Duncan Castles looks at the title race in the Premier League and how each team is shaping up.
Unrest at Chelsea as Manchester United and City scrap away
It is not just the unprecedented sight of Manchester City stationed atop on Christmas Day. Nor Sir Alex Ferguson's forced, at times angry, defence of the youthful Englishmen he has banked on returning Manchester United there.
Throughout the opening half of this Premier League campaign there has been a persistent sense of regime change.
A two-way street scrap between City and United is novel in itself. All the more so for Roberto Mancini's unexpected calculation that the English title is best pursued on the front foot instead of warily defending.
Even if the title remains at Old Trafford when all wraps up in five months, it could be retained by a team built with Phil Jones, Chris Smalling and Danny Welbeck. For Ferguson, young men who will "be the foundation of the club for years".
Down in London, the closest competitors play in neither red nor blue. Tottenham Hotspur have made it to the festive season in their highest position since 1984 and, at least, still have the self-confidence to talk about overhauling the Manchester duo.
Arsene Wenger publicly recognised the Premier League was beyond Arsenal a week ago; Andre Villas-Boas refocused Chelsea's objectives earlier still.
Both clubs are dealing with an internal changing of the guard. Arsenal's has been uncharacteristically enforced - Wenger bullied into selling Samir Nasri to City when the French creator was playing the best football of his career, and in the same summer he'd acceded to Cesc Fabregas' long-held desire to return to Barcelona.
With a manager so accustomed to handling change, the transition is unlikely to be fatal. Yet its cost can be tallied in dropped points that threaten Champions League qualification.
Chelsea's reformation has been the most traumatic. Partly because it is the most dramatic, partly because it has been so poorly conceived. Villas-Boas was re-employed on a promise of converting the club's pragmatic power football into Barcelona's deadly beauty inside three seasons.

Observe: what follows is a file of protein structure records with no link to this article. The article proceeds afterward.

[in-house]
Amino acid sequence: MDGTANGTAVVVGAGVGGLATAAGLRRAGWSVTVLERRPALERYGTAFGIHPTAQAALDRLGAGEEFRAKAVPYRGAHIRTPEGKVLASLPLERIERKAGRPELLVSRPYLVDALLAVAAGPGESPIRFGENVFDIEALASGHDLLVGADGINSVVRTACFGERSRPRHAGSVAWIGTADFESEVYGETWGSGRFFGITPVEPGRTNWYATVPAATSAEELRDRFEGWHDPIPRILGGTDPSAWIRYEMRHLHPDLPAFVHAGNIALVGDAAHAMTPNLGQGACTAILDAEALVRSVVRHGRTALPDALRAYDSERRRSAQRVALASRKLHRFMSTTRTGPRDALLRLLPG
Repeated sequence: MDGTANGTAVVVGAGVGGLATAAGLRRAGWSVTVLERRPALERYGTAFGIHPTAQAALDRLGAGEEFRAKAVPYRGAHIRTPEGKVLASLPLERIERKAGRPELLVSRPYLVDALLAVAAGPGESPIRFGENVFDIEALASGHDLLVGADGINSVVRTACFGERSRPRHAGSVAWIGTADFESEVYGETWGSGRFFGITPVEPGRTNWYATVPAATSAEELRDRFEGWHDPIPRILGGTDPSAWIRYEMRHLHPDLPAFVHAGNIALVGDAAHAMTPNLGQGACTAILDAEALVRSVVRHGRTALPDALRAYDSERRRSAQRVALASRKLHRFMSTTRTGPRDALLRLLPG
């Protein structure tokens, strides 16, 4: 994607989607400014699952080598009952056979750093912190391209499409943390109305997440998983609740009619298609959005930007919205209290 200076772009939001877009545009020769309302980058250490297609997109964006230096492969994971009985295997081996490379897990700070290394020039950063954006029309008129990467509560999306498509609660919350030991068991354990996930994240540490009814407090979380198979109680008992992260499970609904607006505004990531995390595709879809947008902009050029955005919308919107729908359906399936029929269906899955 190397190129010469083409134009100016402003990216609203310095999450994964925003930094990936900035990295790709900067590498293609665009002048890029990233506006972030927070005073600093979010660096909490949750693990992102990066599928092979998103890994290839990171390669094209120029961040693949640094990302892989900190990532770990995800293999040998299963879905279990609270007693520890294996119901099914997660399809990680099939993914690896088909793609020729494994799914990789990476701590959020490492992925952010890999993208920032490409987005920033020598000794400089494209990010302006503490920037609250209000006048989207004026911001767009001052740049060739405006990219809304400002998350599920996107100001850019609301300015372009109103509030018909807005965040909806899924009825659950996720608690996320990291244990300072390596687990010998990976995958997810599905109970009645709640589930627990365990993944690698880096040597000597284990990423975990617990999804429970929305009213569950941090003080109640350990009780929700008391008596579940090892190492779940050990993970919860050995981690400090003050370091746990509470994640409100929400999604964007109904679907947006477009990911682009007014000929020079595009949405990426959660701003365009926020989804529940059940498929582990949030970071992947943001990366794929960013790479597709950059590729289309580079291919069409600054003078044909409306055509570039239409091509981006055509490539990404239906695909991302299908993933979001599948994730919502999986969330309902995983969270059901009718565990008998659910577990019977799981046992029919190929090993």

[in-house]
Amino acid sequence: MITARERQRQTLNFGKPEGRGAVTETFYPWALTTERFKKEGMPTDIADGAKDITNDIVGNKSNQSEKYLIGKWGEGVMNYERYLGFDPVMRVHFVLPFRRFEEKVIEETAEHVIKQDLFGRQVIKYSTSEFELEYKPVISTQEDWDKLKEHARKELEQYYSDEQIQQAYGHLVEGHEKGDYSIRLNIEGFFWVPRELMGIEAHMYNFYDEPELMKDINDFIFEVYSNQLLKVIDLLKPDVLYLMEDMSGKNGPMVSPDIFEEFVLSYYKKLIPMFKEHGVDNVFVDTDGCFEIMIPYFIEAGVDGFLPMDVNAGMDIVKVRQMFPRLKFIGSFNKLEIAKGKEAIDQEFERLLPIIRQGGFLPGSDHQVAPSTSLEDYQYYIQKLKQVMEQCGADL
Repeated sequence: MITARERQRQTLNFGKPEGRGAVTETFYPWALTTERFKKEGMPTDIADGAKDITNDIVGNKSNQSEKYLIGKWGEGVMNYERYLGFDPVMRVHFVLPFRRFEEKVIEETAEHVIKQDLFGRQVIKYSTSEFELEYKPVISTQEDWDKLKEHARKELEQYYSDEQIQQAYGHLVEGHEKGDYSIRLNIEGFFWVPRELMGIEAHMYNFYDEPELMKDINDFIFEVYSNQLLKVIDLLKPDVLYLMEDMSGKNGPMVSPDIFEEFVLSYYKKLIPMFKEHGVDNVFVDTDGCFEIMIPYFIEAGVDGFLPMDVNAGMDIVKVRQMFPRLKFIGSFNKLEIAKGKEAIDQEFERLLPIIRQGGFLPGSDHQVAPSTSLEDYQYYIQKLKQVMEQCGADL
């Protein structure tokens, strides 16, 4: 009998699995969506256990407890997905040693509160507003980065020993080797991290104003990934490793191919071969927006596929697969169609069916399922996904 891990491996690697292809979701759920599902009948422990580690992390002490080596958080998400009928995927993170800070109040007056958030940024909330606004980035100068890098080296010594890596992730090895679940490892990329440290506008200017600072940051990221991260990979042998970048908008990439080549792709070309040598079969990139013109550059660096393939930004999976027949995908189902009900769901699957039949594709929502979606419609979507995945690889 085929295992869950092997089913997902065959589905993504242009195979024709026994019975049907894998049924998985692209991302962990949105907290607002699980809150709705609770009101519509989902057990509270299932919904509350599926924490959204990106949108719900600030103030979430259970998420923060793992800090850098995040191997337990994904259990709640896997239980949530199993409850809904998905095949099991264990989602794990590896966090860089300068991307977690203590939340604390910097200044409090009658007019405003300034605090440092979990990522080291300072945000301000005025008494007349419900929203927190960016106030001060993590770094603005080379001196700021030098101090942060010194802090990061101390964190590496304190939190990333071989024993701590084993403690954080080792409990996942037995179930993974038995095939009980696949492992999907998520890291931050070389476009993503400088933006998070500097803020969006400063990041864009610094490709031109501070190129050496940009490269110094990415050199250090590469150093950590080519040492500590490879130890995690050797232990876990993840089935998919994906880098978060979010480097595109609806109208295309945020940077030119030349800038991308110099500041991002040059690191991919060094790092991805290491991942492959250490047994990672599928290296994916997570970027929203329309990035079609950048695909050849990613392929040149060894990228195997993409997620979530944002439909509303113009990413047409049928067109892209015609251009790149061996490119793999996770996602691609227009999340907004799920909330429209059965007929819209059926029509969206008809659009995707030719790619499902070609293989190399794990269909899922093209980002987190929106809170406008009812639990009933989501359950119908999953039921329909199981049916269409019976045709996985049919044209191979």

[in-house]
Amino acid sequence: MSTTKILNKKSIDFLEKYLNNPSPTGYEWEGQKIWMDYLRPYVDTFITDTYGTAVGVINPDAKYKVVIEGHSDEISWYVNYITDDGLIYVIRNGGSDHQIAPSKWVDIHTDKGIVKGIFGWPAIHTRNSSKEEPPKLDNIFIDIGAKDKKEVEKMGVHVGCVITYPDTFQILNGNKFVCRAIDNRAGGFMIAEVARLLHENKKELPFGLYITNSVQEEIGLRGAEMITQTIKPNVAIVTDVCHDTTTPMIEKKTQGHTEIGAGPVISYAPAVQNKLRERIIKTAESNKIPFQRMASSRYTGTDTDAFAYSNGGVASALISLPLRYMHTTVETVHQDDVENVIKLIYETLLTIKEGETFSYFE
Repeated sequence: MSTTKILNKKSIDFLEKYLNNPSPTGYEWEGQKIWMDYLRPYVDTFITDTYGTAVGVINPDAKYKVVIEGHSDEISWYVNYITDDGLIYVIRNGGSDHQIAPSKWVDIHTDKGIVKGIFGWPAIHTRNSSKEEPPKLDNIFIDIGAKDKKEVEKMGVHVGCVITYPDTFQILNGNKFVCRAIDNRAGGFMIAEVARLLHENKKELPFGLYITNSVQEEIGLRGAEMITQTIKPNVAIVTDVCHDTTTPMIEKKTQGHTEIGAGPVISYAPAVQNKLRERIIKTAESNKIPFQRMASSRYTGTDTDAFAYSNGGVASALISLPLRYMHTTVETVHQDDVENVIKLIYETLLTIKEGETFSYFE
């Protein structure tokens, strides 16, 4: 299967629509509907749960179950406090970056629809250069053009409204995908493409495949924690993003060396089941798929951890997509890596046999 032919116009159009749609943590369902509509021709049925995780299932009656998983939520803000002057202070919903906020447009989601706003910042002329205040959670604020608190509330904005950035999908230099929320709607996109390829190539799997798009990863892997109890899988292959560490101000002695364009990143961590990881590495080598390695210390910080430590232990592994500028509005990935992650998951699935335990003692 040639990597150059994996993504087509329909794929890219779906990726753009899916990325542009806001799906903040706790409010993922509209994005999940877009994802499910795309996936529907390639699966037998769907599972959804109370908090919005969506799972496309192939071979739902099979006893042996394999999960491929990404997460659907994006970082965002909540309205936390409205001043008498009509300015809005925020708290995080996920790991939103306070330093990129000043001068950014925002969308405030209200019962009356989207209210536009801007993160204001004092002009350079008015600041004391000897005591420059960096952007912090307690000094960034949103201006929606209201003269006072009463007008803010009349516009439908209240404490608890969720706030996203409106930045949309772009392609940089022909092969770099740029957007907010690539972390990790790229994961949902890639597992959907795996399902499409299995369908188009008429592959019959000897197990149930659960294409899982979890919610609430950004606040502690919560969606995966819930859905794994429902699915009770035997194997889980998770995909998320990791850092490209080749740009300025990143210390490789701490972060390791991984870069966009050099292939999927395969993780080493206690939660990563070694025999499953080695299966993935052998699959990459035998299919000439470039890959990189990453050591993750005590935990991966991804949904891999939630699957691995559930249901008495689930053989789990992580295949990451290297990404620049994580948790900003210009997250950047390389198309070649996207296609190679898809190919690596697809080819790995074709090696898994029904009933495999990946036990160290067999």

Both owner and new manager knew that the core of Chelsea's first team were unsuited to the project, yet no grand names were moved on at its inception.
Instead Villas-Boas has engaged in a kind of civil war, pushing what he insists on labelling his "philosophy" upon some resistant individuals. Frank Lampard, whom the manager considers dangerously obsessed with goal-scoring, has been sidelined for the first time in a storied career.
Didier Drogba was first told that Villas-Boas considered him a diminished force then coaxed back to action when the Portuguese realised the desperate degree of Fernando Torres' decline.
Petr Cech has been forced to listen to his appointed successor, Thibaut Courtois, announcing the goalkeeper's planned obsolescence. John Terry has been left tactically exposed, clinging to the lifebelt of supporter loyalty.
Terry personifies the season's turbulence. The long-term decline in his athletic ability has become common parlance in a manner rarely experienced by a standing England captain. Yet what truly threatens to wrest the defender's grip from two of the game's most prestigious positions is his predilection for misconduct.
The 31 year old will plead innocent when he is tried for a "racially aggravated public order offence" in February. There are some within the game who feel neither Chelsea nor the Football Association would be upset at the scope for disciplinary sanction a judicial verdict of guilt would offer.
The eight-match suspension the FA handed Luis Suarez for directing racist language against Patrice Evra ably demonstrated the governing body's intolerance.
Other established names face dangerously uncertain futures. The same month Terry goes to court, Harry Redknapp could receive a jail sentence should the Tottenham manager be found guilty of evading tax in a previous position at Portsmouth.
At the bottom, the familiar names of Bolton Wanderers and Blackburn Rovers are threatened with relegation.
Both Northwest clubs carry debts so significant, they seem to have over-reached themselves to sustain access to the Premier League's television revenue. Intriguingly, their places are threatened by Norwich and Swansea City - teams from regions often entirely unrepresented in the division, but intent on sustaining it with an attitude of economy.
Not every change is for the worst.